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Wild Sanctuary videos

A corner of paradise

Summer has truly arrived and one of the great joys is seeing nature bursting into life all around our beautiful Sanctuary.

As part of our responsibility to take care of the land that is entrusted to us, we’re ensuring that our wildflower meadows thrive and continue to give birds, bees, butterflies and plants a haven where they can flourish alongside our donkeys and mules.

Butterfly on a thistle in our wildflower meadow

Plan Bee

In the late summer this year, The Donkey Sanctuary took on responsibility of an extra 20,000 residents.

However, these additional charges were deliberately recruited to assist in the pollination of our fields and gardens.

Largely self-sufficient and happy to live in a small box, our first colony of honey bees will not be able to produce honey on a commercial scale.

It is hoped that over time this area of our farms will grow and provide the charity and supporters with a sweet taste of our fabulous countryside.

James Chubb with Plan Bee

Pond Life at The Donkey Sanctuary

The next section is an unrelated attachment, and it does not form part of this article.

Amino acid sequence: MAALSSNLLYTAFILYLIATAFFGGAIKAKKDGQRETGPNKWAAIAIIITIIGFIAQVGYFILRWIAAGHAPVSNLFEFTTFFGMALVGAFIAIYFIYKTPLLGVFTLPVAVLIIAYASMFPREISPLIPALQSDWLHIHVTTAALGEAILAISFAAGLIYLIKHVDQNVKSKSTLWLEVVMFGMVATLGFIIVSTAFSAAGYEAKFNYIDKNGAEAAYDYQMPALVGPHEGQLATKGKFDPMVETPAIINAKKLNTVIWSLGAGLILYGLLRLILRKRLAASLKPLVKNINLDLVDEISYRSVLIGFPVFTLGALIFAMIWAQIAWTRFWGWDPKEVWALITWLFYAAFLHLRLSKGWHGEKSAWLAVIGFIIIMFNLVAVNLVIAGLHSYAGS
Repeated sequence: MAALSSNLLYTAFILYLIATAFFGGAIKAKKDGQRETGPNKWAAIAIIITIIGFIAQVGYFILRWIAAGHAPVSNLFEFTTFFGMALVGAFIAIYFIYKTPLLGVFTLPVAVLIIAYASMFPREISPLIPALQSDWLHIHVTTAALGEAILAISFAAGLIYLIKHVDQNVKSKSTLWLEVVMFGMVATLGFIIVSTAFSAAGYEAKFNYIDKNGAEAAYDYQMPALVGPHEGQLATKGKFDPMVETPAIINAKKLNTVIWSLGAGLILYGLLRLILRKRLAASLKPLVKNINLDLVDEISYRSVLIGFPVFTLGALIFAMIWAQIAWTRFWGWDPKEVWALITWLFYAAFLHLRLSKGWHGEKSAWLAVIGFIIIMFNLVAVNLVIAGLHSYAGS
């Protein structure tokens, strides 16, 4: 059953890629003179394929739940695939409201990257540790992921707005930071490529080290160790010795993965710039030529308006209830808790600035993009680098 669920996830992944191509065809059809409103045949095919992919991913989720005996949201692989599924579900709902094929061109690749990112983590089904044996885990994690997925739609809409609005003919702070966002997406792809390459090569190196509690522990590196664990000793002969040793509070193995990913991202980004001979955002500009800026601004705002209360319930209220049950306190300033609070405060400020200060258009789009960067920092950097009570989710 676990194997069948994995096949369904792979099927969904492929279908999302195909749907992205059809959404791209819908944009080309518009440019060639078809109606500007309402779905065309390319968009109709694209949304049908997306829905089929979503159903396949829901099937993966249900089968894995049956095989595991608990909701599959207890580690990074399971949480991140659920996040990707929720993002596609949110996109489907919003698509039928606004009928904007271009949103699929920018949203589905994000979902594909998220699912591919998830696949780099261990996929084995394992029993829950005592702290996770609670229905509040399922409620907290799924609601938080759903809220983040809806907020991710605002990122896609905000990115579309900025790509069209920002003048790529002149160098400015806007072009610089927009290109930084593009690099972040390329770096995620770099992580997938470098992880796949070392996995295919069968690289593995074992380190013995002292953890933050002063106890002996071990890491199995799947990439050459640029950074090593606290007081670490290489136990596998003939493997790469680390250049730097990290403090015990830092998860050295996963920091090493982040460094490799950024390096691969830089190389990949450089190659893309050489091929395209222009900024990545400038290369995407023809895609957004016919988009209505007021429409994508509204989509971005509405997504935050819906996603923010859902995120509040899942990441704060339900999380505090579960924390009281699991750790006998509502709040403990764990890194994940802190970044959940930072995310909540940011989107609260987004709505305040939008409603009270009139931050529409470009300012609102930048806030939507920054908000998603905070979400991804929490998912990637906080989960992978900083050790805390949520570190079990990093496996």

Our Axnoller Farm in Dorset is not just home to hundreds of our rescued donkeys but also a conservation project to reduce the growth of Himalayan balsam which was threatening the resident population of one of the rarest mammals in the British countryside.

We know we have a population of water voles in the streams and ponds at Axnoller Farm and given that numbers of these beautiful creatures have declined by an estimated 90% in the last 20 years across the UK, it is vitally important that we protect their habitat.

Pond life at Axnoller Farm

Long ears and the long eared

In the spring of 2013, repair work to the roof of Woods Farm was carried out, essential to stop water leaking through the slates when it rained! The Donkey Sanctuary knew there were bats roosting in this roof space, and so all repair work needed to be done within the guidance of a professional ecologist.

Since the work was completed in April, surveys have been carried out through the summer which confirmed that the Brown Long Eared bats are back in the roost in similar numbers to 2012 and that this job was a success.

A view over Woods Farm

Dormouse Days

Welcome to the first in a series of short films which feature the fabulous wildlife which shares the sanctuary with our donkeys. This first film is all about a little furry ginger mammal which is found in the woodlands and hedgerows around our Sidmouth Sanctuary, the dormouse. I recently had the help of lots of our visitors to create nest boxes for dormice, which have now been set up in the woods to allow us to monitor our local dormouse population and get a better understanding of how they are doing on our farms.